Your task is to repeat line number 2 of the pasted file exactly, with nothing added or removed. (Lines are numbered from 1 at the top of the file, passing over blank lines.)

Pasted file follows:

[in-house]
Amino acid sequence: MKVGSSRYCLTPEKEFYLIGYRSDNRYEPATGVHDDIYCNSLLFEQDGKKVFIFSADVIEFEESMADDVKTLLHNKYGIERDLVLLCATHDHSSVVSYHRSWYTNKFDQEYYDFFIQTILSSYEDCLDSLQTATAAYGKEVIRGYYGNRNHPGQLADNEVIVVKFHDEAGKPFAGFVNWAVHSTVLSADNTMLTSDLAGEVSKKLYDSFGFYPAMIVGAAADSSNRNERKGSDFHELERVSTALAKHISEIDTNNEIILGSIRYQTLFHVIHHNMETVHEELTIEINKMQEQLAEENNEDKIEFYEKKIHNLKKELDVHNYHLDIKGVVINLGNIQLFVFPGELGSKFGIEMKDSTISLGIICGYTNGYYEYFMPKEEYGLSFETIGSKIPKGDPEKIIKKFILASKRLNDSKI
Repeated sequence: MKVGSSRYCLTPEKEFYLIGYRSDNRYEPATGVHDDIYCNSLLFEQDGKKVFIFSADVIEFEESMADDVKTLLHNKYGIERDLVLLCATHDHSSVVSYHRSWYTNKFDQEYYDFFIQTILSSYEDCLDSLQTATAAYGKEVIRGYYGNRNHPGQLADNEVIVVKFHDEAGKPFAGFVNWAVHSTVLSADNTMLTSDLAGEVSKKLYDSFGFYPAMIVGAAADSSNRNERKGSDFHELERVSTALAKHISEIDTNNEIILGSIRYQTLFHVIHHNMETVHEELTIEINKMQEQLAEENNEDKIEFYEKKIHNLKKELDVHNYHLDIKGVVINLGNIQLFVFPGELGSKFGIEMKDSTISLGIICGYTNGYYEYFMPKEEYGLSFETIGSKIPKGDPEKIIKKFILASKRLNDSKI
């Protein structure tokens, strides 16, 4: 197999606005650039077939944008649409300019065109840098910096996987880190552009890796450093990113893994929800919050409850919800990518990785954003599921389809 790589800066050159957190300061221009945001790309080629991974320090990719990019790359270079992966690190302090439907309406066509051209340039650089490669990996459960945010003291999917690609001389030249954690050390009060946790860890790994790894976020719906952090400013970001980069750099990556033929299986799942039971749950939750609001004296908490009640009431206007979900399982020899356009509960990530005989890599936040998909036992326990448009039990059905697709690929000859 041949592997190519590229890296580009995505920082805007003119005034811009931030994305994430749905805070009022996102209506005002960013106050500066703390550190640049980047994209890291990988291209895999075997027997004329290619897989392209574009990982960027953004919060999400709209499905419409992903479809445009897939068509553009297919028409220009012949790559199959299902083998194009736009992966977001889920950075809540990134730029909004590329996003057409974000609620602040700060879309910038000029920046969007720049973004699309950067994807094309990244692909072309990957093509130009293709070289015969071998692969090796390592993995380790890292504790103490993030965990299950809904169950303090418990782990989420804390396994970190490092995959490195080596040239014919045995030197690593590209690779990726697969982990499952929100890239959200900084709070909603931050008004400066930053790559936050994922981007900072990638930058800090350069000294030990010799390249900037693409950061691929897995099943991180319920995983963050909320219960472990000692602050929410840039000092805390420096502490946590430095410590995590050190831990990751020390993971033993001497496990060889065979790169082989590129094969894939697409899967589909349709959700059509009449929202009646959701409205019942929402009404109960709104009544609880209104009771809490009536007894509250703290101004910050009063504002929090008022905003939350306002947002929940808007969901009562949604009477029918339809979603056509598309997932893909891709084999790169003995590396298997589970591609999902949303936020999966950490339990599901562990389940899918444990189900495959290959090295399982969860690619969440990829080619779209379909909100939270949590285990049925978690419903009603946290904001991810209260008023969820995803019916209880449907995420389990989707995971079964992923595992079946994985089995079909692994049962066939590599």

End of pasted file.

Amino acid sequence: MKVGSSRYCLTPEKEFYLIGYRSDNRYEPATGVHDDIYCNSLLFEQDGKKVFIFSADVIEFEESMADDVKTLLHNKYGIERDLVLLCATHDHSSVVSYHRSWYTNKFDQEYYDFFIQTILSSYEDCLDSLQTATAAYGKEVIRGYYGNRNHPGQLADNEVIVVKFHDEAGKPFAGFVNWAVHSTVLSADNTMLTSDLAGEVSKKLYDSFGFYPAMIVGAAADSSNRNERKGSDFHELERVSTALAKHISEIDTNNEIILGSIRYQTLFHVIHHNMETVHEELTIEINKMQEQLAEENNEDKIEFYEKKIHNLKKELDVHNYHLDIKGVVINLGNIQLFVFPGELGSKFGIEMKDSTISLGIICGYTNGYYEYFMPKEEYGLSFETIGSKIPKGDPEKIIKKFILASKRLNDSKI